SALEM TOWNSHIP – Mt. Abram High School’s Class of 2009 marked the end of an era at their graduation ceremony Friday night.

In addition to celebrating their commencement, the 69 seniors thanked several retiring staff members for their roles in making the school a welcoming and productive place.

Jeanne Tucker is retiring after nine years as principal and 22 years teaching biology.

“The last nine years, she has engaged in transforming Mt. Abram High School into one of the best schools in the state of Maine,” SAD 58 Superintendent Quenten Clark said.

School board directors Ellen James and Anne Schwink presented Tucker with a chair with the Mt. Abram logo on it as the crowd gave her a standing ovation. When it was Tucker’s turn to speak, she became emotional as she thanked the students, parents and faculty for making her tenure as principal a memorable one.

“I want to thank you for this special privilege and honor to serve this district,” Tucker said. “It’s been a joy for me to serve here.”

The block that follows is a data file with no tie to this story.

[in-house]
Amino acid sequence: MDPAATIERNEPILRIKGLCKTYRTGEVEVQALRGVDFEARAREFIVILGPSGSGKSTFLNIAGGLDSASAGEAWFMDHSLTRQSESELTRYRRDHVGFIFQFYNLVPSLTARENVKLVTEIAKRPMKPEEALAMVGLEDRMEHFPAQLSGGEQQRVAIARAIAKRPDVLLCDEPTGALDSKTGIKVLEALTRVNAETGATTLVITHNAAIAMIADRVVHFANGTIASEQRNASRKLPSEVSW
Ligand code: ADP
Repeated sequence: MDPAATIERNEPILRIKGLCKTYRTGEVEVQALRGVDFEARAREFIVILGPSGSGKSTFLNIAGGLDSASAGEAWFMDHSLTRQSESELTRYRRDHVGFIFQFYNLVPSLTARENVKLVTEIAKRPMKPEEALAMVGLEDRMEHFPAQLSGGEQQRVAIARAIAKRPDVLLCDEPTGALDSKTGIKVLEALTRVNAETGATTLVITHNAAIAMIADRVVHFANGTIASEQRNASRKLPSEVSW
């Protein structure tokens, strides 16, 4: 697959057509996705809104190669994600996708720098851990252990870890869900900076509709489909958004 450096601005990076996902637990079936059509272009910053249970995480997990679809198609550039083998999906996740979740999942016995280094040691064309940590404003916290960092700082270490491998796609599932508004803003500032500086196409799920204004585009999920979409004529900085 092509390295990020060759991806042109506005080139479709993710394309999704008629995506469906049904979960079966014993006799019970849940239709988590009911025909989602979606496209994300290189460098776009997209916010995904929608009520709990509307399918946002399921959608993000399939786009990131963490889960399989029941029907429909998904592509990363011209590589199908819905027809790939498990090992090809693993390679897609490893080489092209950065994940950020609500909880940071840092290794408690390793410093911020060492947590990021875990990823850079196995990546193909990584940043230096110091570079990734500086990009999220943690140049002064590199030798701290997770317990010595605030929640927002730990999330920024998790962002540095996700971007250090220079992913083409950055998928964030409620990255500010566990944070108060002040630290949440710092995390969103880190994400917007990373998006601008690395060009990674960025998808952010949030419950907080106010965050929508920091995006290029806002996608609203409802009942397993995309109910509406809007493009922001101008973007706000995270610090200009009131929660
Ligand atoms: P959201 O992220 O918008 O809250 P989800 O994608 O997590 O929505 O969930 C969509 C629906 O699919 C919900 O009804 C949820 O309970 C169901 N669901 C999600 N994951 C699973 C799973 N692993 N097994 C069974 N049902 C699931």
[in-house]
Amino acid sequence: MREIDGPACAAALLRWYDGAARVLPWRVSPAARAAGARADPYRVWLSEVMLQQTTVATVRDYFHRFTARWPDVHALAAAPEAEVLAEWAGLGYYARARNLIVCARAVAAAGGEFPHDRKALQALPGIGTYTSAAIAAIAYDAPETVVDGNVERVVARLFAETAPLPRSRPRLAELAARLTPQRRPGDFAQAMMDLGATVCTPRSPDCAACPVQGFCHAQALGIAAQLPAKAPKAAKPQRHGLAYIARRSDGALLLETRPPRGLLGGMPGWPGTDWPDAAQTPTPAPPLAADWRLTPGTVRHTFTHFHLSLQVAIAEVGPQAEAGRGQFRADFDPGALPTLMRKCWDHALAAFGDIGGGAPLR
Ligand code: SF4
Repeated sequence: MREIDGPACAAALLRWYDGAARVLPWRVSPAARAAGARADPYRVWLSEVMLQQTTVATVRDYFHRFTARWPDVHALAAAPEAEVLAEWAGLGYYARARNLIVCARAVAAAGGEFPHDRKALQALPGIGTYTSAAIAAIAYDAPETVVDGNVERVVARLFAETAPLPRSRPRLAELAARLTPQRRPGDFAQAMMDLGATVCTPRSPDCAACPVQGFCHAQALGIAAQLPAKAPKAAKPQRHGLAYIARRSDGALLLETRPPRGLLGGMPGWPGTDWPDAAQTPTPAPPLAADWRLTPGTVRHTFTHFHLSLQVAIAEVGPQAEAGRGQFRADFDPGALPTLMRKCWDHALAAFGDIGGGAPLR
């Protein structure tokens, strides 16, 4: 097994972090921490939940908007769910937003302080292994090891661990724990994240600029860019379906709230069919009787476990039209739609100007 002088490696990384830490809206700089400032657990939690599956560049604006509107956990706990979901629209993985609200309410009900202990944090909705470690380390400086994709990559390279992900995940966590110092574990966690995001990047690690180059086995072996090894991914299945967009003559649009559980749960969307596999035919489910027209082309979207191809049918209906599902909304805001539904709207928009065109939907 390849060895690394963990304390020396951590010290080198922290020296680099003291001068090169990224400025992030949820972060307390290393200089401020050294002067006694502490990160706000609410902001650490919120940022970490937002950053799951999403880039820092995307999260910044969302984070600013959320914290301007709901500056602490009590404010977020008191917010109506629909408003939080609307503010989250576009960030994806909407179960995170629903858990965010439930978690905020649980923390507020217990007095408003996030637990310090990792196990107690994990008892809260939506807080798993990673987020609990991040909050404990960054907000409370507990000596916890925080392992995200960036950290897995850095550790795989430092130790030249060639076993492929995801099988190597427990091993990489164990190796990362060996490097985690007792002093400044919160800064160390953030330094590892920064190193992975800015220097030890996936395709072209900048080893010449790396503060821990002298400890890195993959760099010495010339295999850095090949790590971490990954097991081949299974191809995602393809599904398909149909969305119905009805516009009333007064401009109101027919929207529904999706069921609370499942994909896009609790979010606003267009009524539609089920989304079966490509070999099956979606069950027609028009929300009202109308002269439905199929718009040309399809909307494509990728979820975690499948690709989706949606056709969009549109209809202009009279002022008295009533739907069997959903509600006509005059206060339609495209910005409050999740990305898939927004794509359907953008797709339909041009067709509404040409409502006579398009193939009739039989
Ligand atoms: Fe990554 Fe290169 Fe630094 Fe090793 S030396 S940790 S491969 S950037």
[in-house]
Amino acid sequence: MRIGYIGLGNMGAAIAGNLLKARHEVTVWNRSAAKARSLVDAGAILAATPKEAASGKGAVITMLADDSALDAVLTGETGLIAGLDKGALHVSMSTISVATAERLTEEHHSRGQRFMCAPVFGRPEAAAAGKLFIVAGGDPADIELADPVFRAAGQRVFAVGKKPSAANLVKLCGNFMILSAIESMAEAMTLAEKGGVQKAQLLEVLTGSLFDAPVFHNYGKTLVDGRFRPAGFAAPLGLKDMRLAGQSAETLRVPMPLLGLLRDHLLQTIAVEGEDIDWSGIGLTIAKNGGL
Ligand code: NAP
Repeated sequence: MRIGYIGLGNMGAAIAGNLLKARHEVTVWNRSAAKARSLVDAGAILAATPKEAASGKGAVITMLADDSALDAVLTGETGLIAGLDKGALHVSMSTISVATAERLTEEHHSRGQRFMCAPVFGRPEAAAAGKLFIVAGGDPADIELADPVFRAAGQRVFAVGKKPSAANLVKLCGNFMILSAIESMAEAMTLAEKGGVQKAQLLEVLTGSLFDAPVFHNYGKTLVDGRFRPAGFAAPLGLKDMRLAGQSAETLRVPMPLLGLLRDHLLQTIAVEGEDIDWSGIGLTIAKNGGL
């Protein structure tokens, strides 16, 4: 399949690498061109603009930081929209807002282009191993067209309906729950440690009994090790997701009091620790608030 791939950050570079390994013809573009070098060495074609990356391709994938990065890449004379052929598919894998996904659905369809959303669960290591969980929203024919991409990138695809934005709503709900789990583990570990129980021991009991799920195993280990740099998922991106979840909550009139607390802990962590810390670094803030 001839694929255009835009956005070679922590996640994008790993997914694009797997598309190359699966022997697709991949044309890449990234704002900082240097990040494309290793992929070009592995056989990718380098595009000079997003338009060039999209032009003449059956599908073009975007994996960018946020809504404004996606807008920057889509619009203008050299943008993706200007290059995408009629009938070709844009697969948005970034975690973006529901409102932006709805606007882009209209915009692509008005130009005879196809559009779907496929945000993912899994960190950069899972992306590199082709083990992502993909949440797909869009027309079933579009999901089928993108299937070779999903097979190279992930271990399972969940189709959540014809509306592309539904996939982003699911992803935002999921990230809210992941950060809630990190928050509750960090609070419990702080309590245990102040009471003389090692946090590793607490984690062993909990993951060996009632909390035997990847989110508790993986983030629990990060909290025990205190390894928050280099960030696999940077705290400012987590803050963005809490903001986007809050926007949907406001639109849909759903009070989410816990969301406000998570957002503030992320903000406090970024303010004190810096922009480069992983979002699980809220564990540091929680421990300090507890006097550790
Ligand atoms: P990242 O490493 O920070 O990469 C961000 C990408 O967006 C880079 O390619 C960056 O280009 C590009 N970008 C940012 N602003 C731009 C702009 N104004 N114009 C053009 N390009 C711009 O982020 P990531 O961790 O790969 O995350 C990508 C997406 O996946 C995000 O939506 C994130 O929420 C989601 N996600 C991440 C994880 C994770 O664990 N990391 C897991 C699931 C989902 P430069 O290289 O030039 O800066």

She told the seniors how much she loved them and how she would follow their lives and careers.

Rep. Tom Saviello, U-Wilton. read a legislative sentiment honoring Tucker for her efforts. He also read a sentiment recognizing retiring industrial arts teacher Steve Yates for having a positive influence on so many young lives during his 30-plus years at Mt. Abram.

In her speech, senior Emma James pointed out how close-knit the class was, a far cry from the awkward “ice breaker” activities the class did just before their freshman year. On their senior class trip, “it was a big conversation with an amazing group of people,” James said.

“The lessons we’ve learned, the situations we’ve faced, and the mountains we’ve climbed have molded us into who we are now,” she noted.

James compared her years in high school with her challenging yet rewarding Nordic skiing races. In those races, she said, quitting isn’t an option and the most difficult parts of the course generally lead to the biggest reward.

“We owe all of our teachers a big thank-you, for without them, none of this would be possible,” she said.

Valedictorian Brianna Thorndike gave a humorous farewell address that had her classmates and the audience in stitches.

“To our teachers, thanks to you, we will always know that seven times eight equals 54. I mean, 56,” she said jokingly.

On a more serious note, Thorndike said, “Now we are equipped to handle the future because of what we’ve experienced in the past. Now is here. It is up to us what we do with it.”

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